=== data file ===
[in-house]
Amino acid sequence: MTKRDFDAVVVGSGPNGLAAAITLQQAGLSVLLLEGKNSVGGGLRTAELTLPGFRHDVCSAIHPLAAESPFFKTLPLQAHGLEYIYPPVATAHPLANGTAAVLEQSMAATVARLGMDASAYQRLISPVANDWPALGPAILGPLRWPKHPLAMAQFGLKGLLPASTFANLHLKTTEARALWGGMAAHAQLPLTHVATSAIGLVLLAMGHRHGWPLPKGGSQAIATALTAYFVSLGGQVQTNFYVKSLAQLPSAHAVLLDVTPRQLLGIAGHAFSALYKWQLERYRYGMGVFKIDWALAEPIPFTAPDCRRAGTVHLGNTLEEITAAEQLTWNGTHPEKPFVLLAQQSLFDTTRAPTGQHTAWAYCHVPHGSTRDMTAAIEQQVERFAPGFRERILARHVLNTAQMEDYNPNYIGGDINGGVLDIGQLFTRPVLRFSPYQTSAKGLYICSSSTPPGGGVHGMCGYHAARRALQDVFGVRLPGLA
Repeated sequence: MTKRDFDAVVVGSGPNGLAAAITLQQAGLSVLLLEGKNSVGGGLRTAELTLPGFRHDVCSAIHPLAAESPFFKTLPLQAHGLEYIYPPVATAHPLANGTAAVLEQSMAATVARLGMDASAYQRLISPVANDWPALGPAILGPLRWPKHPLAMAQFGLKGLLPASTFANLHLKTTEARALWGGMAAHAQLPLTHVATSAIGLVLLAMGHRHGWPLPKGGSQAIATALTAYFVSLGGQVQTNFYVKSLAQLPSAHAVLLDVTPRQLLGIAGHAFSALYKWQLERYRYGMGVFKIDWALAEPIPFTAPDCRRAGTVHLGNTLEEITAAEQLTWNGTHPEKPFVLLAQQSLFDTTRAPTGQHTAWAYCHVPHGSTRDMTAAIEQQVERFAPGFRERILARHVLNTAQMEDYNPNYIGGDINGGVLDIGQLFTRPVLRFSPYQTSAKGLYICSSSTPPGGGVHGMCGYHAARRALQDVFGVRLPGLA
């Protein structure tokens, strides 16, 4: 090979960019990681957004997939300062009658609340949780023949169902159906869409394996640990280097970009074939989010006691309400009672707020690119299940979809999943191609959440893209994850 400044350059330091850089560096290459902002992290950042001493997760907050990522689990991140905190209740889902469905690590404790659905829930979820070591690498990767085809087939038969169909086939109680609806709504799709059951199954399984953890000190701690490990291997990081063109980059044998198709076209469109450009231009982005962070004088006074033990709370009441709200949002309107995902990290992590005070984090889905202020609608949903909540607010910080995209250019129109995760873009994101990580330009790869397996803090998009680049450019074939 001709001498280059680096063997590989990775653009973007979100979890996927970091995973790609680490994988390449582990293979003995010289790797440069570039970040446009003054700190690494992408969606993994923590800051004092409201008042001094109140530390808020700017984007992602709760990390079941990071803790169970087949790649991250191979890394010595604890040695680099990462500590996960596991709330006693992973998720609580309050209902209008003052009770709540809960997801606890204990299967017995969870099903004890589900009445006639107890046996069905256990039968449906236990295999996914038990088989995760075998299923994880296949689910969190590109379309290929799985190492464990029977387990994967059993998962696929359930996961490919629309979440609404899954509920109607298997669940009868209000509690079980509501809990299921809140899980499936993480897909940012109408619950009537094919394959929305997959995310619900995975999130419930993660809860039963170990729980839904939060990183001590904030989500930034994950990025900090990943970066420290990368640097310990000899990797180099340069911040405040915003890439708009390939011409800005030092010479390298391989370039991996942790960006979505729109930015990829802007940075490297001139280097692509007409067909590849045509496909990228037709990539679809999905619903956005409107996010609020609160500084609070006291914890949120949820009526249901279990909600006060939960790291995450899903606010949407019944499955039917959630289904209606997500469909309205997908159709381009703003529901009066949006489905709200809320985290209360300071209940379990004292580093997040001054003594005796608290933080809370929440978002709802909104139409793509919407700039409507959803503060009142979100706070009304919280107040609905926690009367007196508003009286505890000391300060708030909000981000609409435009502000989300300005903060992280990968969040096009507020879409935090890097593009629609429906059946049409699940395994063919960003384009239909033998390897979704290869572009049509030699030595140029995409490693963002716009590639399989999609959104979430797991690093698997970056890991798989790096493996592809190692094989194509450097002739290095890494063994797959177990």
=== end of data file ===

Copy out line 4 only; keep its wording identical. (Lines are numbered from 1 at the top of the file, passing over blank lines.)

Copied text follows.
């Protein structure tokens, strides 16, 4: 090979960019990681957004997939300062009658609340949780023949169902159906869409394996640990280097970009074939989010006691309400009672707020690119299940979809999943191609959440893209994850 400044350059330091850089560096290459902002992290950042001493997760907050990522689990991140905190209740889902469905690590404790659905829930979820070591690498990767085809087939038969169909086939109680609806709504799709059951199954399984953890000190701690490990291997990081063109980059044998198709076209469109450009231009982005962070004088006074033990709370009441709200949002309107995902990290992590005070984090889905202020609608949903909540607010910080995209250019129109995760873009994101990580330009790869397996803090998009680049450019074939 001709001498280059680096063997590989990775653009973007979100979890996927970091995973790609680490994988390449582990293979003995010289790797440069570039970040446009003054700190690494992408969606993994923590800051004092409201008042001094109140530390808020700017984007992602709760990390079941990071803790169970087949790649991250191979890394010595604890040695680099990462500590996960596991709330006693992973998720609580309050209902209008003052009770709540809960997801606890204990299967017995969870099903004890589900009445006639107890046996069905256990039968449906236990295999996914038990088989995760075998299923994880296949689910969190590109379309290929799985190492464990029977387990994967059993998962696929359930996961490919629309979440609404899954509920109607298997669940009868209000509690079980509501809990299921809140899980499936993480897909940012109408619950009537094919394959929305997959995310619900995975999130419930993660809860039963170990729980839904939060990183001590904030989500930034994950990025900090990943970066420290990368640097310990000899990797180099340069911040405040915003890439708009390939011409800005030092010479390298391989370039991996942790960006979505729109930015990829802007940075490297001139280097692509007409067909590849045509496909990228037709990539679809999905619903956005409107996010609020609160500084609070006291914890949120949820009526249901279990909600006060939960790291995450899903606010949407019944499955039917959630289904209606997500469909309205997908159709381009703003529901009066949006489905709200809320985290209360300071209940379990004292580093997040001054003594005796608290933080809370929440978002709802909104139409793509919407700039409507959803503060009142979100706070009304919280107040609905926690009367007196508003009286505890000391300060708030909000981000609409435009502000989300300005903060992280990968969040096009507020879409935090890097593009629609429906059946049409699940395994063919960003384009239909033998390897979704290869572009049509030699030595140029995409490693963002716009590639399989999609959104979430797991690093698997970056890991798989790096493996592809190692094989194509450097002739290095890494063994797959177990």